National Center for
2HEE: CONTRIBUTION OF WATER MOLECULES IN THE INTERIOR OF A PROTEIN TO THE CONFORMATIONAL STABILITY
J. Mol. Biol. (1997) 274 p.132-142» All references (3)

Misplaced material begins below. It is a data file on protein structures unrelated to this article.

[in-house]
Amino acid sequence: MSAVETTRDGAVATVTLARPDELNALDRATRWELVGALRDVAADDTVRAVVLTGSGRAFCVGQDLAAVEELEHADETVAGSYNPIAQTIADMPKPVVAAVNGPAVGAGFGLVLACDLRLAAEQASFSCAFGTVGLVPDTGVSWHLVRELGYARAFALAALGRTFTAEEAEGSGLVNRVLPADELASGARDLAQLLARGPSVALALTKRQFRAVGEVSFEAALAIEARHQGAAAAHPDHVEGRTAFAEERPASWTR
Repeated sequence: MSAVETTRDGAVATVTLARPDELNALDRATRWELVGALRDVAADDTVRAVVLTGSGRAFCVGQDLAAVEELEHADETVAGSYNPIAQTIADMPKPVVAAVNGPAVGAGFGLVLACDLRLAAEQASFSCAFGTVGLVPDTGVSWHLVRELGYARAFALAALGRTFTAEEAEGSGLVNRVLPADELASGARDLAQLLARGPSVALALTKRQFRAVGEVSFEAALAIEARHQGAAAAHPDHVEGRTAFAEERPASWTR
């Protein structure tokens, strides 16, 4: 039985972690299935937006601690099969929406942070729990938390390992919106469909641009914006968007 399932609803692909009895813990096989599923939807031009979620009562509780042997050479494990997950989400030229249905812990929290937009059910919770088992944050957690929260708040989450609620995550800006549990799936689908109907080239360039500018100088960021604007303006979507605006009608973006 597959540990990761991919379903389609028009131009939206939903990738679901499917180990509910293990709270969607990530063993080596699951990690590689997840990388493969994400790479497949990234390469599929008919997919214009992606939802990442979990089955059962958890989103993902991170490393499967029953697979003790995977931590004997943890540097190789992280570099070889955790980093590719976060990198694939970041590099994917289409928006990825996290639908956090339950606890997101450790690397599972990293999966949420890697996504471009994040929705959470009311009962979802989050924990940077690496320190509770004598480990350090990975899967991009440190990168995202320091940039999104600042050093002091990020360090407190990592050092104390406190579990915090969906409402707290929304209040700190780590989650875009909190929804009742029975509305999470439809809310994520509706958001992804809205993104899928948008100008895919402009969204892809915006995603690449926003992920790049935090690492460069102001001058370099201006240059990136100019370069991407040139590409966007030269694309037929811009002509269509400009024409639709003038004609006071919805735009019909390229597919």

Water molecules frequently occur in the interior of globular proteins. To elucidate the contribution of buried water molecules to the conformational stability of a protein, we examined the crystal structures and the thermodynamic parameters of denaturation of six Ile to Ala/Gly mutant human lysozymes, in which a cavity is created at each mutation site by the substitution of a smaller side-chain for a larger one. One or two ordered water molecules were found in the cavities created in some mutants (I106A, I59A and I59G). The cavity volumes for these three mutants were bigger than those that remained empty in the other mutants. The stability of the mutant proteins with the newly introduced water molecules was about 8 kJ/mol higher than that expected from the change in hydrophobic surface area (DeltaDeltaASAHP) exposed upon denaturation. It was concluded that a water molecule in a cavity created in the interior of a protein contributes favorably to the stability.